Swinburne researcher receives Victorian Cancer Agency funding
Thursday 12 July 2018
- Dr Lisa Grech has been granted an Early Career Health Services Research Fellowship
- The $300,000 grant will assess an intervention for patients’ adherence to medication
- The research will be carried out in collaboration with Swinburne’s Iverson Health Innovation Institute and Peter MacCallum Cancer Centre
Swinburne’s Dr Lisa Grech has received a Victorian Cancer Agency research fellowship to assess a program that helps chronically ill patients adhere to their medication regimen.
Dr Grech has been granted a $300,000 Early Career Health Services Research Fellowship to work in collaboration with Swinburne’s Iverson Health Innovation Research Institute and Peter MacCallum Cancer Centre.
The project will assess the SAMSON intervention, a pharmacist and nurse-supported, mobile-health (M-health) intervention to assist patients to take oral cancer medication and manage side-eﬀects.
Dr Grech says this research is critically important to the quality of life and survival outcomes of patients suffering chronic illnesses.
“A World Health Organisation report shows that sub-optimal medication adherence occurs in approximately 50 per cent of patients who need to take long-term medication, including cancer patients,” Dr Grech says.
“Research shows that a complex intervention is required to help ensure patients are supported to take their medication regularly.”
There are many reasons why patients might not stick to a medication regimen, including psychological reasons and not wanting to experience side-effects.
“A comprehensive program such as the SAMSON intervention is important, because it covers areas such as pharmacy and nurse support, as well as using the M-health platform, which reminds patients to take their medication and provides detailed side-effect self-management information,” Dr Grech says.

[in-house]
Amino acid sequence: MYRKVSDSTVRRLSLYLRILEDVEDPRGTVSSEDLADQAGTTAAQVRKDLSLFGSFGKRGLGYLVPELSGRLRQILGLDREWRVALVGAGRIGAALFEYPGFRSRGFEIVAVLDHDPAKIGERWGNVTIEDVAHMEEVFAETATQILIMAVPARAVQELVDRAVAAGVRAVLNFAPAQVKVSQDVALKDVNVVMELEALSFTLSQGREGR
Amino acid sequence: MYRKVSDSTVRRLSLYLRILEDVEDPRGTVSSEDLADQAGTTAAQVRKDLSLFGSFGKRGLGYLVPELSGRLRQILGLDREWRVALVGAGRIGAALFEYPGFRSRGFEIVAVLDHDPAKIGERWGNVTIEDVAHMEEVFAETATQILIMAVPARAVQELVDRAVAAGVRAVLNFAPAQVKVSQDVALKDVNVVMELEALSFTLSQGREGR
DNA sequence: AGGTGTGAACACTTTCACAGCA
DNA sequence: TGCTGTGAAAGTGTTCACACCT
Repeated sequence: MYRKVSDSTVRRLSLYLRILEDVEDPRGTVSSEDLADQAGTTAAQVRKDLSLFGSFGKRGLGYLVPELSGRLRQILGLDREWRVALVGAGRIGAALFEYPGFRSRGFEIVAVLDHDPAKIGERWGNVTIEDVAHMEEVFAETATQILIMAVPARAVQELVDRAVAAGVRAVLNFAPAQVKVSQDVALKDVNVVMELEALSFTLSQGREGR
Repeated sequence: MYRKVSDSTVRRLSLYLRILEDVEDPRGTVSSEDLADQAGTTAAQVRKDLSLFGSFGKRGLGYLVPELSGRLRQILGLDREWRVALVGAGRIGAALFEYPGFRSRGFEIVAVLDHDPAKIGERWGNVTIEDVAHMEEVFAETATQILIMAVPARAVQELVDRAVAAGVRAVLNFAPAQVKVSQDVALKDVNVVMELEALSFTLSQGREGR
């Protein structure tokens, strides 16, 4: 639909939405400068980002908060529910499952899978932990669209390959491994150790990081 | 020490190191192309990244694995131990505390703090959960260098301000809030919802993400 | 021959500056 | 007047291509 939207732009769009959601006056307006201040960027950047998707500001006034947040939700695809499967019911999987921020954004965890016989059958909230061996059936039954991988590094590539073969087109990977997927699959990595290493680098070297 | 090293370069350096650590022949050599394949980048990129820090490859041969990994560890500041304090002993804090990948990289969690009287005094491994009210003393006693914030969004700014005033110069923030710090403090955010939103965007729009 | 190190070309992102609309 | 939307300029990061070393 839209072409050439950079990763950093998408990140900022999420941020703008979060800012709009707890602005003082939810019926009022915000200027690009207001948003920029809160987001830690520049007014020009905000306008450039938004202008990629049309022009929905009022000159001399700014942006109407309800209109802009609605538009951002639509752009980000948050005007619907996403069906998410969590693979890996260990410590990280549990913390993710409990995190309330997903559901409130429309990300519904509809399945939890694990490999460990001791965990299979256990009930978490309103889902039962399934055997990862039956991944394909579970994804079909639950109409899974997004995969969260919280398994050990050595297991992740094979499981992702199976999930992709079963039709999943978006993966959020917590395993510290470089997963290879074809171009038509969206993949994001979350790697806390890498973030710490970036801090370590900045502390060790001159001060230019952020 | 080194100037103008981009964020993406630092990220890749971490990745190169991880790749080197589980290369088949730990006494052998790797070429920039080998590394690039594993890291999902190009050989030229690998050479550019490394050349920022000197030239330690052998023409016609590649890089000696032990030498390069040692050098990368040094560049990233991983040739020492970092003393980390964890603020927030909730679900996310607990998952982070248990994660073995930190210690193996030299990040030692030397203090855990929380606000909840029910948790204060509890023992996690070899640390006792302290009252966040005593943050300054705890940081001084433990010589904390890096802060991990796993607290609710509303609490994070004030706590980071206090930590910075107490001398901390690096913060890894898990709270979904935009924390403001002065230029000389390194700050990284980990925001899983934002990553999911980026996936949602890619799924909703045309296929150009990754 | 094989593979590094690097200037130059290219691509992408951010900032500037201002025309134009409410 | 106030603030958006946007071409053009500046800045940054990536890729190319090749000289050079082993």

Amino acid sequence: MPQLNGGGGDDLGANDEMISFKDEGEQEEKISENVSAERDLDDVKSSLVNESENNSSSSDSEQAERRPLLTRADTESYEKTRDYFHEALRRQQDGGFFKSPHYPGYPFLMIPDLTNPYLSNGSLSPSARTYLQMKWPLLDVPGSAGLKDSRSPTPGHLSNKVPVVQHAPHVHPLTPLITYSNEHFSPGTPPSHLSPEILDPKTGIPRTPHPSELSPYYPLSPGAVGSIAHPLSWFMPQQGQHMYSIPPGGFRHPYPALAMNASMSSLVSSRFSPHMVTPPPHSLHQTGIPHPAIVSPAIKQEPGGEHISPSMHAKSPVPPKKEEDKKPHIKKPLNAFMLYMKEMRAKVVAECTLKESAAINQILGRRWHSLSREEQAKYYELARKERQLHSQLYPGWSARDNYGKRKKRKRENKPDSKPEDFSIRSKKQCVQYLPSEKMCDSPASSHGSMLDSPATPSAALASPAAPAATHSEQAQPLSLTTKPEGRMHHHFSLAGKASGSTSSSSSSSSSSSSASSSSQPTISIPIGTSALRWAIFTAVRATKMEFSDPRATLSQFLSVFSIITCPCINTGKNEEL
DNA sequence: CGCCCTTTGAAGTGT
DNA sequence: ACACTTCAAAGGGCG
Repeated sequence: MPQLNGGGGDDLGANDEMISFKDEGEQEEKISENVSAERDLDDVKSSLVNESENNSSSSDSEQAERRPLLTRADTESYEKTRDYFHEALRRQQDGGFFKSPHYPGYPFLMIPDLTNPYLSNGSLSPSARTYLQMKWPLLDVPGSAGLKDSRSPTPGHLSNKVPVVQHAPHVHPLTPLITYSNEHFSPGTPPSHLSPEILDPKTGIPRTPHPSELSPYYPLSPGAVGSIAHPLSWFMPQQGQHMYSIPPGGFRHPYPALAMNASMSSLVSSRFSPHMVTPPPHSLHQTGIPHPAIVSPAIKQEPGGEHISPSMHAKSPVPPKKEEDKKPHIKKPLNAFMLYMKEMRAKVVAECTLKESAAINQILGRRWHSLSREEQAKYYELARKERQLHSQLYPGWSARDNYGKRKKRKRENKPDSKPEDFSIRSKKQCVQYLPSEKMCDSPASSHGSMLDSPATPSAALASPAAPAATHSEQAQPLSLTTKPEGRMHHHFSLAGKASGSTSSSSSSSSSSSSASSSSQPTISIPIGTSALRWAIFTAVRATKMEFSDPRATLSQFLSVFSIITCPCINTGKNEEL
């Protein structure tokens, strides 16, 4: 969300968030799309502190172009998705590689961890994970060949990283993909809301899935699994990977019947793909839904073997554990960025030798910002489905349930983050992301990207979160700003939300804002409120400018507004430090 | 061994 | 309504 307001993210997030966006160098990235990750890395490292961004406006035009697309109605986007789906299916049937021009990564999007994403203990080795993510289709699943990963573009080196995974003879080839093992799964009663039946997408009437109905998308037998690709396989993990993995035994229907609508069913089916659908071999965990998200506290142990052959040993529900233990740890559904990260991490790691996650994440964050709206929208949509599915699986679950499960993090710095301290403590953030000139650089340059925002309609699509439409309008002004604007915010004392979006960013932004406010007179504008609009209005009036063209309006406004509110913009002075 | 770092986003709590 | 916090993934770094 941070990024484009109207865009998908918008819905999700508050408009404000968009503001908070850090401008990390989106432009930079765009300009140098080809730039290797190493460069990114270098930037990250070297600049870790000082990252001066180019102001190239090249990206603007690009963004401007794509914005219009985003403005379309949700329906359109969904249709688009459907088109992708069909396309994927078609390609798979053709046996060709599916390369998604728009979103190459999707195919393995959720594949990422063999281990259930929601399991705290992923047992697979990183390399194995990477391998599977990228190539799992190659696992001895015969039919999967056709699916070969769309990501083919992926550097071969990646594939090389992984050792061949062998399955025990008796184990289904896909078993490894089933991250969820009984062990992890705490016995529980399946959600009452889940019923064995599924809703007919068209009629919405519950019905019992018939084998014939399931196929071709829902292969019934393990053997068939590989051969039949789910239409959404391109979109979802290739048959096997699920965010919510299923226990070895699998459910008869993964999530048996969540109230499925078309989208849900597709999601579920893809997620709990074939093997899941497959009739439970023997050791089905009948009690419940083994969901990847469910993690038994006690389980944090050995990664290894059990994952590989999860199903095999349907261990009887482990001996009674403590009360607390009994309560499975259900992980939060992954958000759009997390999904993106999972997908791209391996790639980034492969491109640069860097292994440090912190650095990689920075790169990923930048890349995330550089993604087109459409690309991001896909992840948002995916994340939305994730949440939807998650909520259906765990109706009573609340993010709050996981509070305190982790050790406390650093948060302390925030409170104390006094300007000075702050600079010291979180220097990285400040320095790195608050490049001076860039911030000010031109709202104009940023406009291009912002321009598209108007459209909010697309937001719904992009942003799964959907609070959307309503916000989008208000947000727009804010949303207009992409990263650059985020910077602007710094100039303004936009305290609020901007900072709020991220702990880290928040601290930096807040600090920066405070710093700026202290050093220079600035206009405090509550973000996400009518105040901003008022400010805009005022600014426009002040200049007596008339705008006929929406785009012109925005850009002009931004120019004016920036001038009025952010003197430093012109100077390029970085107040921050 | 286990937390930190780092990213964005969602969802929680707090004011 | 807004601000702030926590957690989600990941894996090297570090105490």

The Early Career Researcher Health Services Fellowship will fund the assessment of SAMSON for patients needing to take a high cost medication that can have severe side-effects, including nausea and fatigue.
“When faced with the short-term difficulties of taking medication, some patients find it hard to see the long-term benefits. This program is about educating patients of the treatment’s efficacy, helping them to reshape their health beliefs and supporting them to improve their quality of life,” Dr Grech says.
Professor John Seymour, Director of Cancer Medicine and Director of the Department of Haematology at Peter MacCallum, says Dr Grech’s research leverages important multi-disciplinary collaborations to improve knowledge of this complex but critical area of health-care delivery.
“Better understanding the impact of medication on patients’ quality of life and addressing this in an individualised way has the promise to optimise both patient benefit, and community resource utilisation,” Professor Seymour says.
This research will build on the work of Professor Penelope Schofield, who developed and tested the first iteration of this program, REMIND, which was pilot-tested with 10 patients.